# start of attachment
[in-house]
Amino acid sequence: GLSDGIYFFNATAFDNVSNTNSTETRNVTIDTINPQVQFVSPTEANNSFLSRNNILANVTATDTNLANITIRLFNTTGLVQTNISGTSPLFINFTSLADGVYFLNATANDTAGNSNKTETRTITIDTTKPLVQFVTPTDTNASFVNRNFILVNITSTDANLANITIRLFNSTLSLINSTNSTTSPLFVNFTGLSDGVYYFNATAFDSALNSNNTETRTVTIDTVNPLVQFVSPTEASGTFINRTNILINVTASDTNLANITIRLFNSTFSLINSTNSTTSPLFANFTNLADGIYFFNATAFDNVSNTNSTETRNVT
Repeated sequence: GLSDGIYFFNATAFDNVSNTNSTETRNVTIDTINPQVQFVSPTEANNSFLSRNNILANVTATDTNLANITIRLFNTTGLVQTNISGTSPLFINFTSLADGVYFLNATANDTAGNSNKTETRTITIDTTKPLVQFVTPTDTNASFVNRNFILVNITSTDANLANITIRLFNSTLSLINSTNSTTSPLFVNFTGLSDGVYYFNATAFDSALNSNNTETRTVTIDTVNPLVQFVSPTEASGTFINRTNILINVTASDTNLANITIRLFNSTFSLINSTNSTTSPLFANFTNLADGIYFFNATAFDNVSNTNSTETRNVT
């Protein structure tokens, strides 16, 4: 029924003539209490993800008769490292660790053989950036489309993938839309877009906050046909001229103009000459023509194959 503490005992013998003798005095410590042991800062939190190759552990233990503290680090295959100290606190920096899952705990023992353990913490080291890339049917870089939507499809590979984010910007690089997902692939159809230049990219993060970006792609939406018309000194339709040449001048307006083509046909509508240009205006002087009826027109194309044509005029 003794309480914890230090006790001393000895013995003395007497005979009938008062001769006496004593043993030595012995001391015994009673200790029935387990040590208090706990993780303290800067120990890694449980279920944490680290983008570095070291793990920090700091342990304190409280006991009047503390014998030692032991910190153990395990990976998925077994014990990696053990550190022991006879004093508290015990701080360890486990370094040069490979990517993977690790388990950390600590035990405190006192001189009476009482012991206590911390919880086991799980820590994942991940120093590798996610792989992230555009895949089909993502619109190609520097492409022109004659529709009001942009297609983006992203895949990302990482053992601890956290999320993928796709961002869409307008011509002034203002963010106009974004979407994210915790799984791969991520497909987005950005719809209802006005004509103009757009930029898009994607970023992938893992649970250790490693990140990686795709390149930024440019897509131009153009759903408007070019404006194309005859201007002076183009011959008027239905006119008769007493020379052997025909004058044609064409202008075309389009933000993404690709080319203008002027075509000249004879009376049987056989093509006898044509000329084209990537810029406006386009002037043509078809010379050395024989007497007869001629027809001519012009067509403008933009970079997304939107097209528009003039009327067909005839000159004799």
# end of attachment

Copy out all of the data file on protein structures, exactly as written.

[in-house]
Amino acid sequence: GLSDGIYFFNATAFDNVSNTNSTETRNVTIDTINPQVQFVSPTEANNSFLSRNNILANVTATDTNLANITIRLFNTTGLVQTNISGTSPLFINFTSLADGVYFLNATANDTAGNSNKTETRTITIDTTKPLVQFVTPTDTNASFVNRNFILVNITSTDANLANITIRLFNSTLSLINSTNSTTSPLFVNFTGLSDGVYYFNATAFDSALNSNNTETRTVTIDTVNPLVQFVSPTEASGTFINRTNILINVTASDTNLANITIRLFNSTFSLINSTNSTTSPLFANFTNLADGIYFFNATAFDNVSNTNSTETRNVT
Repeated sequence: GLSDGIYFFNATAFDNVSNTNSTETRNVTIDTINPQVQFVSPTEANNSFLSRNNILANVTATDTNLANITIRLFNTTGLVQTNISGTSPLFINFTSLADGVYFLNATANDTAGNSNKTETRTITIDTTKPLVQFVTPTDTNASFVNRNFILVNITSTDANLANITIRLFNSTLSLINSTNSTTSPLFVNFTGLSDGVYYFNATAFDSALNSNNTETRTVTIDTVNPLVQFVSPTEASGTFINRTNILINVTASDTNLANITIRLFNSTFSLINSTNSTTSPLFANFTNLADGIYFFNATAFDNVSNTNSTETRNVT
């Protein structure tokens, strides 16, 4: 029924003539209490993800008769490292660790053989950036489309993938839309877009906050046909001229103009000459023509194959 503490005992013998003798005095410590042991800062939190190759552990233990503290680090295959100290606190920096899952705990023992353990913490080291890339049917870089939507499809590979984010910007690089997902692939159809230049990219993060970006792609939406018309000194339709040449001048307006083509046909509508240009205006002087009826027109194309044509005029 003794309480914890230090006790001393000895013995003395007497005979009938008062001769006496004593043993030595012995001391015994009673200790029935387990040590208090706990993780303290800067120990890694449980279920944490680290983008570095070291793990920090700091342990304190409280006991009047503390014998030692032991910190153990395990990976998925077994014990990696053990550190022991006879004093508290015990701080360890486990370094040069490979990517993977690790388990950390600590035990405190006192001189009476009482012991206590911390919880086991799980820590994942991940120093590798996610792989992230555009895949089909993502619109190609520097492409022109004659529709009001942009297609983006992203895949990302990482053992601890956290999320993928796709961002869409307008011509002034203002963010106009974004979407994210915790799984791969991520497909987005950005719809209802006005004509103009757009930029898009994607970023992938893992649970250790490693990140990686795709390149930024440019897509131009153009759903408007070019404006194309005859201007002076183009011959008027239905006119008769007493020379052997025909004058044609064409202008075309389009933000993404690709080319203008002027075509000249004879009376049987056989093509006898044509000329084209990537810029406006386009002037043509078809010379050395024989007497007869001629027809001519012009067509403008933009970079997304939107097209528009003039009327067909005839000159004799």